Do “Green Bags” Really Keep Produce Fresh?

"Green bags" (which actually come in many colors) sold on infomercials are composed of zeolite, a silicate compound with a porous chemical structure. Companies that manufacture these bags claim the porous structure absorbs ethylene, the ripening agent released by fruits and vegetables, thus extending produce life.

Despite these claims, many consumer advocacy sites have not confirmed the promised results (such as "keeps [produce] fresh up to 30 days").

Plant matter produces ethylene at different levels, and fruits and vegetables react differently when exposed to this gas.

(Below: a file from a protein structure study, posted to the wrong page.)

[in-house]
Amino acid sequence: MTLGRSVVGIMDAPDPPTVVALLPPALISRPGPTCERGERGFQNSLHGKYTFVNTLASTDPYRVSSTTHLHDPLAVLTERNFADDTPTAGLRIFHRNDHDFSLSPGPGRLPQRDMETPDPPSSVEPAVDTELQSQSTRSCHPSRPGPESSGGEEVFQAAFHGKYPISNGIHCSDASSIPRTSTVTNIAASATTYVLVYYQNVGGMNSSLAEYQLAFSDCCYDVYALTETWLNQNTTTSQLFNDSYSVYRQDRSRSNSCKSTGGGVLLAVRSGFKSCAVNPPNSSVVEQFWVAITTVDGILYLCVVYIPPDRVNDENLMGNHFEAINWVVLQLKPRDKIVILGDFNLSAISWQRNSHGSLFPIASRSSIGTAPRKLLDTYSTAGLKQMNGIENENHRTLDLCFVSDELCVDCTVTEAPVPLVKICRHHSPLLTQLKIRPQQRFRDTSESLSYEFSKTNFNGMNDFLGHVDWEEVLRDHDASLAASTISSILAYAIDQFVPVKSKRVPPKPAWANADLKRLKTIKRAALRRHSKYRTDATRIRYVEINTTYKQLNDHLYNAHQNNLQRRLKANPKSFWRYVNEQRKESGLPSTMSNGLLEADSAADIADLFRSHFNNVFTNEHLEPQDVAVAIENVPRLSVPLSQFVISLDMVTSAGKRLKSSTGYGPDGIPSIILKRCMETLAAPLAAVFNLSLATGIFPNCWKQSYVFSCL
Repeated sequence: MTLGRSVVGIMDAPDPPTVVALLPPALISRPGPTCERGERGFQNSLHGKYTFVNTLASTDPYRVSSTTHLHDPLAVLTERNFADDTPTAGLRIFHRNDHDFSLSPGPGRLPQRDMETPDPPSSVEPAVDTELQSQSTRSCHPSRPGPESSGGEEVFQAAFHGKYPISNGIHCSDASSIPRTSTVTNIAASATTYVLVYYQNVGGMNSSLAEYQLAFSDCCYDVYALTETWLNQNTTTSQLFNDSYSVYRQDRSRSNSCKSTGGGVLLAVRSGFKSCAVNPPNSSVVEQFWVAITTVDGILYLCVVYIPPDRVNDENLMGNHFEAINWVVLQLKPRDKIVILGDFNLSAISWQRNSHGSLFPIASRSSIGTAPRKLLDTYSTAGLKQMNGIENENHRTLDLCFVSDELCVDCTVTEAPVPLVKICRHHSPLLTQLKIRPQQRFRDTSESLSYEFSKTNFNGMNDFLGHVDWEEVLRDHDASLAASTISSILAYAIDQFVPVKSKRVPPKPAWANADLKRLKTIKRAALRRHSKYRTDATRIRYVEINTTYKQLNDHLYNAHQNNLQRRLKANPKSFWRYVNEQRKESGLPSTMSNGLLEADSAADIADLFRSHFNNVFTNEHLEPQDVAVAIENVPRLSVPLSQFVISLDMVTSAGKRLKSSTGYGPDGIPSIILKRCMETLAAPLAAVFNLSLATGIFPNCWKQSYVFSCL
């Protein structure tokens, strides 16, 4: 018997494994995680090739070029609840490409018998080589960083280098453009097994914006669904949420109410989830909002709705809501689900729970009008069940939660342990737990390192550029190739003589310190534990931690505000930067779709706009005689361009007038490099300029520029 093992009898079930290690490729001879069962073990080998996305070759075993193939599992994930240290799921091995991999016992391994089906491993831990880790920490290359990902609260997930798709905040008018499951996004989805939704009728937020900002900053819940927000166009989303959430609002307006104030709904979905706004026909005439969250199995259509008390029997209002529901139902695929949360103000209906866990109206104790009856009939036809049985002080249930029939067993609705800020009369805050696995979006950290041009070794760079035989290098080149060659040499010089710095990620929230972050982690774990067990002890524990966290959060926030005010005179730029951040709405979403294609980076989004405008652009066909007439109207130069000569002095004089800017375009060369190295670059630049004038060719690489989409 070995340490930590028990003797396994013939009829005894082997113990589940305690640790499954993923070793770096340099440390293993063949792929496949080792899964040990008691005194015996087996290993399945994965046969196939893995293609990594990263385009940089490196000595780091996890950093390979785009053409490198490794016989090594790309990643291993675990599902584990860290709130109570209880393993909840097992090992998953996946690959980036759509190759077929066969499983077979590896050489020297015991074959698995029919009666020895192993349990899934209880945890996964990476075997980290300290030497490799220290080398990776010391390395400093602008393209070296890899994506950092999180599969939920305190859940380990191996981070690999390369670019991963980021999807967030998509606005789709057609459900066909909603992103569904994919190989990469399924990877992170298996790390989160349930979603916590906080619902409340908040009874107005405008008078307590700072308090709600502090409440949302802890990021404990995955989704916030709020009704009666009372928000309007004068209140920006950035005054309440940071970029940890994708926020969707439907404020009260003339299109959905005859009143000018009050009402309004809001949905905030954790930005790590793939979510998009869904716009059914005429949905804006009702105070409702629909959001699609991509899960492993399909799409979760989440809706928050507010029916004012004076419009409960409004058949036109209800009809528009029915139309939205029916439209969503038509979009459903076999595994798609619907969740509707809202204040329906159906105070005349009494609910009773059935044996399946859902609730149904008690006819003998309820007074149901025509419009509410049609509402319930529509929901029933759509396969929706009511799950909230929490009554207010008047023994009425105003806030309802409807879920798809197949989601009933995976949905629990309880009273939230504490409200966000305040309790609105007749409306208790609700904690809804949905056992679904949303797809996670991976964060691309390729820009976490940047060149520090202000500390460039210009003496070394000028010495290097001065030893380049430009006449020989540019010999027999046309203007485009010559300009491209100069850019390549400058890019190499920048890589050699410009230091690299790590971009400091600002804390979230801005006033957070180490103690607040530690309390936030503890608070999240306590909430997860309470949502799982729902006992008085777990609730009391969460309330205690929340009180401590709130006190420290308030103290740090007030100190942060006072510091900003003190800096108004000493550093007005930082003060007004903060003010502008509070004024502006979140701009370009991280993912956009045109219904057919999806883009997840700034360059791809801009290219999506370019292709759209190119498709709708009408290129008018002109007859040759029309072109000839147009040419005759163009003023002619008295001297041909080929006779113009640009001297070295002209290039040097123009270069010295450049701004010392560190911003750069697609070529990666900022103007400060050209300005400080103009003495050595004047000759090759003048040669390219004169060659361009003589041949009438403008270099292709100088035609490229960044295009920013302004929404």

Produce that produces ethylene at a high level — such as apples, avocados and peaches — should not be stored next to foods that are sensitive to ethylene, like broccoli, leafy greens and cucumbers. Vegetables and fruits like strawberries may develop mold faster in these bags due to increased condensation and moisture.

Check with your local grocer or produce manager for the best way to store produce.

Food & Nutrition Magazine
Food & Nutrition Magazine publishes articles on food and diet trends, highlights of nutrition research and resources, updates on public health issues and policy initiatives related to nutrition, and explorations of the cultural and social factors that shape Americans’ diets and health.